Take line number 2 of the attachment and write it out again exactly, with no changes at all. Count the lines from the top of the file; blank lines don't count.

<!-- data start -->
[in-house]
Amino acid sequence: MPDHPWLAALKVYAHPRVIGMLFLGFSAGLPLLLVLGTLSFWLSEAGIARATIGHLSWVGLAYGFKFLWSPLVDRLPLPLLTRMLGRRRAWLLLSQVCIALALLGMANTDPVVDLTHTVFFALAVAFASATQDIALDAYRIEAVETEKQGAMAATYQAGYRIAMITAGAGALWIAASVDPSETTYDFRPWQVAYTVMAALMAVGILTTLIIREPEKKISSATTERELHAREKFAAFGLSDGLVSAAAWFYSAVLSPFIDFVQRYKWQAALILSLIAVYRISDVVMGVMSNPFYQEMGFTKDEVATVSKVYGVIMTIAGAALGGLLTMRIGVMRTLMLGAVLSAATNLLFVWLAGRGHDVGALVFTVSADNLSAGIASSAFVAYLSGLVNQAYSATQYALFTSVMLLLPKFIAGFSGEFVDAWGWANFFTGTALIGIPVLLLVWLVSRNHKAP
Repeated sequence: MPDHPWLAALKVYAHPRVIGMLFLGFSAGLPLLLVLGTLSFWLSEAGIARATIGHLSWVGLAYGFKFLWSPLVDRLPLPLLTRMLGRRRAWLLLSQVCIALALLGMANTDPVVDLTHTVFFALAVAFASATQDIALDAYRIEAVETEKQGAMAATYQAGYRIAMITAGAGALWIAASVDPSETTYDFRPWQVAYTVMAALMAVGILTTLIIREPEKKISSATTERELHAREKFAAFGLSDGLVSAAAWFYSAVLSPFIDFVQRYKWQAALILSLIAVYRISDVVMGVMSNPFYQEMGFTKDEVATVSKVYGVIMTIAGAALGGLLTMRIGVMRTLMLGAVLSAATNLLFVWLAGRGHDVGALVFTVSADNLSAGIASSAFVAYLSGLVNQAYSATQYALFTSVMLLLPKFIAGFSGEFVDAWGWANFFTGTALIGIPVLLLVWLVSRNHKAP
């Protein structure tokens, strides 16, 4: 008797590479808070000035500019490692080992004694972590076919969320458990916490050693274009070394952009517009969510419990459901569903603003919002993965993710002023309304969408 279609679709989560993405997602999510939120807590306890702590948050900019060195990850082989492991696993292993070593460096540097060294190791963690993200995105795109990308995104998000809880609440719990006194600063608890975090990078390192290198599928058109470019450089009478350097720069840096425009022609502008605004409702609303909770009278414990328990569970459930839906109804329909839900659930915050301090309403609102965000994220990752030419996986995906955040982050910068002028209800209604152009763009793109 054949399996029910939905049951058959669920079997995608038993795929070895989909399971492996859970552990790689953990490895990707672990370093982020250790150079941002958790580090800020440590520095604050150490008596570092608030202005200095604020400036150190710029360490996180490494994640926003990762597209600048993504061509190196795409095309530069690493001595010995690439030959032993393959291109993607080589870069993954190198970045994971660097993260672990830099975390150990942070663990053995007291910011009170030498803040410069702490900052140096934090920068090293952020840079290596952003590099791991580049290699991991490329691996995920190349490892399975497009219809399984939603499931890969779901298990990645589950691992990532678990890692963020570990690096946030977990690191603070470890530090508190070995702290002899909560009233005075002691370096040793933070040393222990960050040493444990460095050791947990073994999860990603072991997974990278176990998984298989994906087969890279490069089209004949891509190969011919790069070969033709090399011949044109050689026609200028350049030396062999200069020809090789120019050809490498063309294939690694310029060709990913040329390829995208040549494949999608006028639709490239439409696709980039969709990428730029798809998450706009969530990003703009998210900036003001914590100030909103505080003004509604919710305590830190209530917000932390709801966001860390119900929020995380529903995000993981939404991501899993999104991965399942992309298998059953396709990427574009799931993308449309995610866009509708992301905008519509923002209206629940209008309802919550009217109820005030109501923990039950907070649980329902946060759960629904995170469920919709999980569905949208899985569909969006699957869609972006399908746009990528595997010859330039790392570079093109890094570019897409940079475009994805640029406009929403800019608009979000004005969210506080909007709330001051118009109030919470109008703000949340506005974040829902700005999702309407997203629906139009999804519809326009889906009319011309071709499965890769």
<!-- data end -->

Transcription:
Amino acid sequence: MPDHPWLAALKVYAHPRVIGMLFLGFSAGLPLLLVLGTLSFWLSEAGIARATIGHLSWVGLAYGFKFLWSPLVDRLPLPLLTRMLGRRRAWLLLSQVCIALALLGMANTDPVVDLTHTVFFALAVAFASATQDIALDAYRIEAVETEKQGAMAATYQAGYRIAMITAGAGALWIAASVDPSETTYDFRPWQVAYTVMAALMAVGILTTLIIREPEKKISSATTERELHAREKFAAFGLSDGLVSAAAWFYSAVLSPFIDFVQRYKWQAALILSLIAVYRISDVVMGVMSNPFYQEMGFTKDEVATVSKVYGVIMTIAGAALGGLLTMRIGVMRTLMLGAVLSAATNLLFVWLAGRGHDVGALVFTVSADNLSAGIASSAFVAYLSGLVNQAYSATQYALFTSVMLLLPKFIAGFSGEFVDAWGWANFFTGTALIGIPVLLLVWLVSRNHKAP